Interesting Facts About Holocaust Memorial Day: Honoring The Holocaust Victims

Holocaust Memorial Day

Holocaust Memorial Day

Remembering those murdered for their beliefs is not only about honoring them, their families and making sure the victims are never forgotten, but also to fight those who deny such atrocities ever happened.
Holocaust Memorial Day or Holocaust Remembrance Day is an international day meant to commemorate those who were victims of the Holocaust during World War II. It falls on January 27th each year, in honor of the approximately six million Jews, one million Roma, 9,000 homosexuals, and 250,000 mentally or physically disabled individuals murdered by the Nazis and those who collaborated with them.
The United Nations General Assembly designed Holocaust Remembrance Day on November 1st, 2005. The date of January 27th commemorates the same day in 1945 when Soviet troops liberated the largest Nazi death camp Auschwitz-Birkenau.
Holocaust Remembrance Day is a time for everyone to pause to remember the millions of people who have been murdered or whose lives have been changed beyond recognition during the Holocaust, Nazi Persecution and in subsequent genocides in Cambodia, Rwanda, Bosnia and Darfur.
On Holocaust Memorial Day, we can honor the survivors of these regimes and challenge ourselves to use the lessons of their experience to inform our lives today. 27 January marks the liberation of Auschwitz-Birkenau, the largest Nazi death camp.
Holocaust Memorial Day is a time when we seek to learn the lessons of the past and to recognize that genocide does not just take place on its own, it’s a steady process, which can begin if discrimination, racism and hatred are not checked and prevented.
We are fortunate here in the US; we aren’t at risk of genocide. However, discrimination has not ended, nor has the use of the language of hatred or exclusion. There is still much to do to create a safer future and HMD is an opportunity to start this process.
The aims of Holocaust Memorial Day are laid out in the statement of commitment. HMD activity organizers bring together the diverse strands of their communities to commemorate Holocaust Memorial Day in their neighborhoods. This is a real demonstration of how the lessons of the past can inform our lives today and ensure that everyone works together to create a safer, better future.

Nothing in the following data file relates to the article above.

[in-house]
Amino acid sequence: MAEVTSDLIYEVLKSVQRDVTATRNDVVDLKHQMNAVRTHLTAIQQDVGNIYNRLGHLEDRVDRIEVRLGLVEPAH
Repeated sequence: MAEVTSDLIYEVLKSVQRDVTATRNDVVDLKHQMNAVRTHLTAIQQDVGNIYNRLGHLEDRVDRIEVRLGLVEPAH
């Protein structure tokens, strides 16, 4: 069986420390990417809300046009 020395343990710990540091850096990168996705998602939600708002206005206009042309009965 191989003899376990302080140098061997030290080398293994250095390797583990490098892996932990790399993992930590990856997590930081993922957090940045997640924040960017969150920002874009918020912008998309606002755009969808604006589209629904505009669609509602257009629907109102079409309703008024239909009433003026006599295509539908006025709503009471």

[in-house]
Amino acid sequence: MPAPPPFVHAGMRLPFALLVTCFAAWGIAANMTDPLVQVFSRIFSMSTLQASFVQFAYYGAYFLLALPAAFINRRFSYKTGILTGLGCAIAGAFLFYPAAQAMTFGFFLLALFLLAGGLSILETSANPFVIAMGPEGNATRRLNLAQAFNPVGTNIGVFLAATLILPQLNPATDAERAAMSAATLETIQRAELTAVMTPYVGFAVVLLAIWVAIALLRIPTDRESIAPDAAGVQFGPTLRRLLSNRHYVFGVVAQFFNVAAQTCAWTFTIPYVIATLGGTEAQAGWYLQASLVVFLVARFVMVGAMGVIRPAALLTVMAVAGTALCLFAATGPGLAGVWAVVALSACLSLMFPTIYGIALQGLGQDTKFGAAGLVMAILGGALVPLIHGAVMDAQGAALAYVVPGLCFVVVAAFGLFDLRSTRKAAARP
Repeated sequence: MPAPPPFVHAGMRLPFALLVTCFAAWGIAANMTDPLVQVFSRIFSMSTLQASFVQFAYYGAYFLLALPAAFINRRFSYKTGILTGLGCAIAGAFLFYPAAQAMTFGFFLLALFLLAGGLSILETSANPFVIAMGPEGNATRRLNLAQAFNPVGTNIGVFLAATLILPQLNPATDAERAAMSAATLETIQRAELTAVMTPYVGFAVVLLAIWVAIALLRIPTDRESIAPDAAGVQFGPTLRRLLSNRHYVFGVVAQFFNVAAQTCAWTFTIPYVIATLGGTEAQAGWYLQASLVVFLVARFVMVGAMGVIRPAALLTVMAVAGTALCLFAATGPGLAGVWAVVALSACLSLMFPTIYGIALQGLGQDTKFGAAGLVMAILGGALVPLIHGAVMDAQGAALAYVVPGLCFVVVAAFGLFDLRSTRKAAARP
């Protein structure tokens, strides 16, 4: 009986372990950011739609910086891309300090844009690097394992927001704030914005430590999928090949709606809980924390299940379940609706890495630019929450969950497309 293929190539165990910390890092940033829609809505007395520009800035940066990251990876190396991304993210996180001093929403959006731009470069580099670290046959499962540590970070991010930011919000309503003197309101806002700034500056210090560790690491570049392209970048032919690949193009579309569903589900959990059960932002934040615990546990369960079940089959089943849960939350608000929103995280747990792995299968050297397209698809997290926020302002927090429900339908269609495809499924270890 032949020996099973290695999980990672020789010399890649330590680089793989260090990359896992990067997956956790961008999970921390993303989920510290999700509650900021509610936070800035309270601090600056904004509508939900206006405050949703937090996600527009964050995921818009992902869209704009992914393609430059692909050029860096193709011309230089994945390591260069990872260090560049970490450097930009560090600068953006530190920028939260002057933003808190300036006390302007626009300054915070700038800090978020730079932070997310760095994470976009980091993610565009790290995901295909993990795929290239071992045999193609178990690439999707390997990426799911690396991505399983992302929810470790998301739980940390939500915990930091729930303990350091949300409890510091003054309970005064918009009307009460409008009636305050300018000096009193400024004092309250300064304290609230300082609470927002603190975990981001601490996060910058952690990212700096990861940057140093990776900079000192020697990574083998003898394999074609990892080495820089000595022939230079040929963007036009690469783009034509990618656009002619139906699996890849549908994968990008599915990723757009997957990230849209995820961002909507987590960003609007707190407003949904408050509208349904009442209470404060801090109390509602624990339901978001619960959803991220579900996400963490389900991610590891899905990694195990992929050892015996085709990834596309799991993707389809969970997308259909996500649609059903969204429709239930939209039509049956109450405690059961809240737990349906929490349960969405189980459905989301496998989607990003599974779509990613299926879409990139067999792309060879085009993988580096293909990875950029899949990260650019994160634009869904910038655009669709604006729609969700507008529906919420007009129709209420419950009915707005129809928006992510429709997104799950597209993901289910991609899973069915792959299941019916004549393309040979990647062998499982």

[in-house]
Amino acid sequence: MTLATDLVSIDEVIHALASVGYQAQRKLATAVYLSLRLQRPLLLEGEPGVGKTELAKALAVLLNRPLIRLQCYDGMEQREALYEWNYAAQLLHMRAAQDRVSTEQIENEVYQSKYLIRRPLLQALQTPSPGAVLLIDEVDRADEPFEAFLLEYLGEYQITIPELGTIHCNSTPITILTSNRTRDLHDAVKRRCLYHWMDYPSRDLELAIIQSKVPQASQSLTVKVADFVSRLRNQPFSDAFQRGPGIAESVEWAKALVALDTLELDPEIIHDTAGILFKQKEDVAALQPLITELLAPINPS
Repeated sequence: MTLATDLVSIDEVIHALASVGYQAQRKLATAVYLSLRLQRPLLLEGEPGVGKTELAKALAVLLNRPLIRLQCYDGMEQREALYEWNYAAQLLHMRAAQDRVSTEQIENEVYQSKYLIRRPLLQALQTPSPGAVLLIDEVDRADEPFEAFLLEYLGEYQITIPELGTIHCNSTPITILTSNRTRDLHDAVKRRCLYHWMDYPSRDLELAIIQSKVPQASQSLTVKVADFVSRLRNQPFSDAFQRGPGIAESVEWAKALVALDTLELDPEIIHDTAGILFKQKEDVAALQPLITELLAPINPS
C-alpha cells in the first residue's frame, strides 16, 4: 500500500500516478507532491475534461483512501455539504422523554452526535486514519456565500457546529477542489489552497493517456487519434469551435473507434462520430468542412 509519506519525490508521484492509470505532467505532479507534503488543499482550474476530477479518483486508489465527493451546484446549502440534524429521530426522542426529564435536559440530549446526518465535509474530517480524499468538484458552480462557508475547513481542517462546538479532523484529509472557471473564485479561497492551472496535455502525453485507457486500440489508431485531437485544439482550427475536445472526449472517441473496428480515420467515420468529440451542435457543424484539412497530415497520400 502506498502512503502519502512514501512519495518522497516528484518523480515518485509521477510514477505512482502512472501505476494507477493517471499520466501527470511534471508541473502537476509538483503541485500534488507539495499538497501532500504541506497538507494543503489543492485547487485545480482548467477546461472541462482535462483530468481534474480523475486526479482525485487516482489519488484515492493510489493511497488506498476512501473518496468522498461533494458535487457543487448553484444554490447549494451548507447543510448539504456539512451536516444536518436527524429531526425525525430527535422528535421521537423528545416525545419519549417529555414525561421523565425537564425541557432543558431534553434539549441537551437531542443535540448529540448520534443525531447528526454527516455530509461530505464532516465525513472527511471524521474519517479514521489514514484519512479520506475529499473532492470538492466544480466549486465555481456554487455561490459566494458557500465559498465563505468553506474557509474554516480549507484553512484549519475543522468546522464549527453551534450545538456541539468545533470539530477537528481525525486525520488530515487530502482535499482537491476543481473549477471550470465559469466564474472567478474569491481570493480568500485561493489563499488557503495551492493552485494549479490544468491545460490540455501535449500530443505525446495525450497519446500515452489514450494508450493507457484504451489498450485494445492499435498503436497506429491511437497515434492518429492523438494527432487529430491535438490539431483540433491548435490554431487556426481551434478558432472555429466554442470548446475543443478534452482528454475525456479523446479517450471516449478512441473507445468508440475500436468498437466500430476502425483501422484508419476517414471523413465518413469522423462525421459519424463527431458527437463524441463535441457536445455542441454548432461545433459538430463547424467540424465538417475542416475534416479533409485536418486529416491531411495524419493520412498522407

Here are interesting Holocaust Memorial Day facts:
1. Commemorations are held at the USHMM (United States Holocaust Memorial Museum) in Washington, DC and at Yad Vashem, in Jerusalem. In Austria, commemorations of the Holocaust Memorial Day are held at the Heldenplatz in Vienna since 2012.
The broad platform Jetzt Zeichen setzen! calls for participation of the civil society. Speakers include survivors of the Holocaust, antifascist activists and politicians hailing from parties throughout the political spectrum.
2. Holocaust Remembrance Day was established as part of the General Assembly Resolution 60/7, which urges every United Nations member state to honor the Holocaust victims. It also encourages developing educational programs to prevent future genocides, and rejects any denial that the Holocaust occurred.
3. In 1959, Knesset established the first Holocaust Remembrance Day in Israel. It was known as Yom Hashoah, and is celebrated with prayer, candlelight memorials, songs, and with speeches, sometimes by survivors of the Holocaust themselves.
4. In Israel, there is a national memorial day in remembrance of the Holocaust, also known as Yom HaShoah, which is held on the 27th of Nisan. However, the International Holocaust Remembrance Day is also held in Israel. Government officials, diplomats and ambassadors visit Yad Vashem and there are ceremonies held throughout the country.
5. Various ways that people around the world commemorate Holocaust Remembrance Day include attending a memorial service for the victims, donating to a charity that supports survivors, or donating to a charity that helps provide education about the Holocaust.
In some communities a list of names of people who died in the Nazi camps or in the ghettos is read aloud, in remembrance of the Holocaust victims.

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